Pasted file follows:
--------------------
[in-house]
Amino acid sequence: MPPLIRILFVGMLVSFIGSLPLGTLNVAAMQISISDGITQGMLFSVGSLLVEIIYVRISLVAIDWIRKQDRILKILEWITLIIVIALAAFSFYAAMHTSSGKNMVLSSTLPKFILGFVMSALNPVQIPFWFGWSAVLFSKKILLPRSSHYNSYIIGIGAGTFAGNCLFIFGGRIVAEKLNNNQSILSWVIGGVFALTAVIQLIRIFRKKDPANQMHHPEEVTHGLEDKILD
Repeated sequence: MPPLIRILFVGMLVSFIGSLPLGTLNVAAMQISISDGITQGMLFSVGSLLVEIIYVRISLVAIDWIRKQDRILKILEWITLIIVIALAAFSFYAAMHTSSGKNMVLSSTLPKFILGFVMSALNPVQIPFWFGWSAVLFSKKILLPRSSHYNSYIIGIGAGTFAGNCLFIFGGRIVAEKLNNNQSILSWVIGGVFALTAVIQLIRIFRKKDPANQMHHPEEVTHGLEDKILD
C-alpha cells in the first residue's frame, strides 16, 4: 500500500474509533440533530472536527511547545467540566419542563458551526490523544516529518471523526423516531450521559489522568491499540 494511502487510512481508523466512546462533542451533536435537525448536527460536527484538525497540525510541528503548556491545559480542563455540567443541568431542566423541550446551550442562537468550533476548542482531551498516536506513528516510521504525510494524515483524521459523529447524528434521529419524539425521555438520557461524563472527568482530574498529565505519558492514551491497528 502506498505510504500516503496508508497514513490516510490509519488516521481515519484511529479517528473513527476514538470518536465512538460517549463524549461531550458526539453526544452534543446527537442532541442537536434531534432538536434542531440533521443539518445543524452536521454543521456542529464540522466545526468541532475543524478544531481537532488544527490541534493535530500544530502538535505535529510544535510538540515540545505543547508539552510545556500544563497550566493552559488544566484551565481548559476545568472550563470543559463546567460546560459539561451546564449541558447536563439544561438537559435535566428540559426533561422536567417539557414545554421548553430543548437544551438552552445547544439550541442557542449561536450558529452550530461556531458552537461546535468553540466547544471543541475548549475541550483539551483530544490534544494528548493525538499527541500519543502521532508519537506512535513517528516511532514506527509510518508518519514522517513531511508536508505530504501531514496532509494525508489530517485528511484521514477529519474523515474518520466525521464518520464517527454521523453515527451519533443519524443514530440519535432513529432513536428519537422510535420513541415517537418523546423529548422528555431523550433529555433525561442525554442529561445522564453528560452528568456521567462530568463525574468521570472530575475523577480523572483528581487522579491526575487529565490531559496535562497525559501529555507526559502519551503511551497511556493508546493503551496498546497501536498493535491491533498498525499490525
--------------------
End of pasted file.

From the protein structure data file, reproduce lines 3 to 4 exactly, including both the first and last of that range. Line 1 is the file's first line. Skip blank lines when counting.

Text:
Repeated sequence: MPPLIRILFVGMLVSFIGSLPLGTLNVAAMQISISDGITQGMLFSVGSLLVEIIYVRISLVAIDWIRKQDRILKILEWITLIIVIALAAFSFYAAMHTSSGKNMVLSSTLPKFILGFVMSALNPVQIPFWFGWSAVLFSKKILLPRSSHYNSYIIGIGAGTFAGNCLFIFGGRIVAEKLNNNQSILSWVIGGVFALTAVIQLIRIFRKKDPANQMHHPEEVTHGLEDKILD
C-alpha cells in the first residue's frame, strides 16, 4: 500500500474509533440533530472536527511547545467540566419542563458551526490523544516529518471523526423516531450521559489522568491499540 494511502487510512481508523466512546462533542451533536435537525448536527460536527484538525497540525510541528503548556491545559480542563455540567443541568431542566423541550446551550442562537468550533476548542482531551498516536506513528516510521504525510494524515483524521459523529447524528434521529419524539425521555438520557461524563472527568482530574498529565505519558492514551491497528 502506498505510504500516503496508508497514513490516510490509519488516521481515519484511529479517528473513527476514538470518536465512538460517549463524549461531550458526539453526544452534543446527537442532541442537536434531534432538536434542531440533521443539518445543524452536521454543521456542529464540522466545526468541532475543524478544531481537532488544527490541534493535530500544530502538535505535529510544535510538540515540545505543547508539552510545556500544563497550566493552559488544566484551565481548559476545568472550563470543559463546567460546560459539561451546564449541558447536563439544561438537559435535566428540559426533561422536567417539557414545554421548553430543548437544551438552552445547544439550541442557542449561536450558529452550530461556531458552537461546535468553540466547544471543541475548549475541550483539551483530544490534544494528548493525538499527541500519543502521532508519537506512535513517528516511532514506527509510518508518519514522517513531511508536508505530504501531514496532509494525508489530517485528511484521514477529519474523515474518520466525521464518520464517527454521523453515527451519533443519524443514530440519535432513529432513536428519537422510535420513541415517537418523546423529548422528555431523550433529555433525561442525554442529561445522564453528560452528568456521567462530568463525574468521570472530575475523577480523572483528581487522579491526575487529565490531559496535562497525559501529555507526559502519551503511551497511556493508546493503551496498546497501536498493535491491533498498525499490525